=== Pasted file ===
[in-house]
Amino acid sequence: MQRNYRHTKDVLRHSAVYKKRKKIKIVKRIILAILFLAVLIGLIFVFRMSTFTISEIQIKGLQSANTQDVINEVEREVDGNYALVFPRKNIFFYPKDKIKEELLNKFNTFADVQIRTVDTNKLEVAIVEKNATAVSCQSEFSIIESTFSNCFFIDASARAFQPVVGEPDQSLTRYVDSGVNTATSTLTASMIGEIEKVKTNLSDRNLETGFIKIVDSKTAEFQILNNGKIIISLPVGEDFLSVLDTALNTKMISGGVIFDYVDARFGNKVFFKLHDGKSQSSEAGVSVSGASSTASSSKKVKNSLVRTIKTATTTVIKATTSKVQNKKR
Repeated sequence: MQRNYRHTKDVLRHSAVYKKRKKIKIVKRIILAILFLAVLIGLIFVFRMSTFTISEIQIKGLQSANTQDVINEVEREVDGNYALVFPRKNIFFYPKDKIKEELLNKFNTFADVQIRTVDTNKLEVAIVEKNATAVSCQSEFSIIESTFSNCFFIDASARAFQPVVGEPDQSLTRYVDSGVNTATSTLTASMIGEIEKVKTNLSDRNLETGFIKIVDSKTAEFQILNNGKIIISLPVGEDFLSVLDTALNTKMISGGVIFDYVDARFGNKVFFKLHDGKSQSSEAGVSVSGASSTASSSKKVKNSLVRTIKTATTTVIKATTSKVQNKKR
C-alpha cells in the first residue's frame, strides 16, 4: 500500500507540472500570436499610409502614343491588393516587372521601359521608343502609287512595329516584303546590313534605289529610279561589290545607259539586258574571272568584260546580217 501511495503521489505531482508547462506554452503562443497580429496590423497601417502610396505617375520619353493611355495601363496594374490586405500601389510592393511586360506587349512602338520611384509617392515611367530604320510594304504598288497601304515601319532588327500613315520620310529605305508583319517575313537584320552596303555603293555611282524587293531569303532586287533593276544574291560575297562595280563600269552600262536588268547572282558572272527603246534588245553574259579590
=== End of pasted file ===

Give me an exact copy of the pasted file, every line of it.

[in-house]
Amino acid sequence: MQRNYRHTKDVLRHSAVYKKRKKIKIVKRIILAILFLAVLIGLIFVFRMSTFTISEIQIKGLQSANTQDVINEVEREVDGNYALVFPRKNIFFYPKDKIKEELLNKFNTFADVQIRTVDTNKLEVAIVEKNATAVSCQSEFSIIESTFSNCFFIDASARAFQPVVGEPDQSLTRYVDSGVNTATSTLTASMIGEIEKVKTNLSDRNLETGFIKIVDSKTAEFQILNNGKIIISLPVGEDFLSVLDTALNTKMISGGVIFDYVDARFGNKVFFKLHDGKSQSSEAGVSVSGASSTASSSKKVKNSLVRTIKTATTTVIKATTSKVQNKKR
Repeated sequence: MQRNYRHTKDVLRHSAVYKKRKKIKIVKRIILAILFLAVLIGLIFVFRMSTFTISEIQIKGLQSANTQDVINEVEREVDGNYALVFPRKNIFFYPKDKIKEELLNKFNTFADVQIRTVDTNKLEVAIVEKNATAVSCQSEFSIIESTFSNCFFIDASARAFQPVVGEPDQSLTRYVDSGVNTATSTLTASMIGEIEKVKTNLSDRNLETGFIKIVDSKTAEFQILNNGKIIISLPVGEDFLSVLDTALNTKMISGGVIFDYVDARFGNKVFFKLHDGKSQSSEAGVSVSGASSTASSSKKVKNSLVRTIKTATTTVIKATTSKVQNKKR
C-alpha cells in the first residue's frame, strides 16, 4: 500500500507540472500570436499610409502614343491588393516587372521601359521608343502609287512595329516584303546590313534605289529610279561589290545607259539586258574571272568584260546580217 501511495503521489505531482508547462506554452503562443497580429496590423497601417502610396505617375520619353493611355495601363496594374490586405500601389510592393511586360506587349512602338520611384509617392515611367530604320510594304504598288497601304515601319532588327500613315520620310529605305508583319517575313537584320552596303555603293555611282524587293531569303532586287533593276544574291560575297562595280563600269552600262536588268547572282558572272527603246534588245553574259579590